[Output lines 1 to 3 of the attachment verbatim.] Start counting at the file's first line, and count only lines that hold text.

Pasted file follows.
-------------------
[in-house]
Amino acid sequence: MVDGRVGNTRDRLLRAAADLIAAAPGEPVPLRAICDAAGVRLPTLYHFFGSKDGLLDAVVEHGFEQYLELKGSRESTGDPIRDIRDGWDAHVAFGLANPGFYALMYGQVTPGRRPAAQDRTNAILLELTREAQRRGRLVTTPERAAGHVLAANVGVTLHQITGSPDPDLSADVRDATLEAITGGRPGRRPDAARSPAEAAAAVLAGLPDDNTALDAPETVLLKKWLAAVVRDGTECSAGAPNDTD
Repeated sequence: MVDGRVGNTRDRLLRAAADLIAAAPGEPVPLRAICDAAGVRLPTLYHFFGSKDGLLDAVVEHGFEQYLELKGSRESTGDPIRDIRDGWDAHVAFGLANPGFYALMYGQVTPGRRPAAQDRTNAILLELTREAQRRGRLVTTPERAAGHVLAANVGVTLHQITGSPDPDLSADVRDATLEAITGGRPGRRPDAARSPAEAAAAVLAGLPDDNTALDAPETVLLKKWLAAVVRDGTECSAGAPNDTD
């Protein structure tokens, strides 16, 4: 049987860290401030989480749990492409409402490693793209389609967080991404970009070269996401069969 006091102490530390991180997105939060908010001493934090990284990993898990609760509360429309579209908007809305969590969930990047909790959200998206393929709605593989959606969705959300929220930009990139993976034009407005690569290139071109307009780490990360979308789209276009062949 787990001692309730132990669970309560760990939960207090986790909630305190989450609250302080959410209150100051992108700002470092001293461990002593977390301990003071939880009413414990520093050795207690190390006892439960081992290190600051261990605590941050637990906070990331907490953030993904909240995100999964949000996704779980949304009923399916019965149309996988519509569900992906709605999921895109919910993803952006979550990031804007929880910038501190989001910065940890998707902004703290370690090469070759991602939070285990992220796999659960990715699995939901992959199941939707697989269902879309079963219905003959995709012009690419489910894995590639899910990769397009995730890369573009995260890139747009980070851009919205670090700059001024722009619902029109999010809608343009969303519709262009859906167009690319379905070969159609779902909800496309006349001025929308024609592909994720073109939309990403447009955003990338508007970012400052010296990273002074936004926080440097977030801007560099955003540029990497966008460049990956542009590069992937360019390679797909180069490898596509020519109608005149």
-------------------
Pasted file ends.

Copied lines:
[in-house]
Amino acid sequence: MVDGRVGNTRDRLLRAAADLIAAAPGEPVPLRAICDAAGVRLPTLYHFFGSKDGLLDAVVEHGFEQYLELKGSRESTGDPIRDIRDGWDAHVAFGLANPGFYALMYGQVTPGRRPAAQDRTNAILLELTREAQRRGRLVTTPERAAGHVLAANVGVTLHQITGSPDPDLSADVRDATLEAITGGRPGRRPDAARSPAEAAAAVLAGLPDDNTALDAPETVLLKKWLAAVVRDGTECSAGAPNDTD
Repeated sequence: MVDGRVGNTRDRLLRAAADLIAAAPGEPVPLRAICDAAGVRLPTLYHFFGSKDGLLDAVVEHGFEQYLELKGSRESTGDPIRDIRDGWDAHVAFGLANPGFYALMYGQVTPGRRPAAQDRTNAILLELTREAQRRGRLVTTPERAAGHVLAANVGVTLHQITGSPDPDLSADVRDATLEAITGGRPGRRPDAARSPAEAAAAVLAGLPDDNTALDAPETVLLKKWLAAVVRDGTECSAGAPNDTD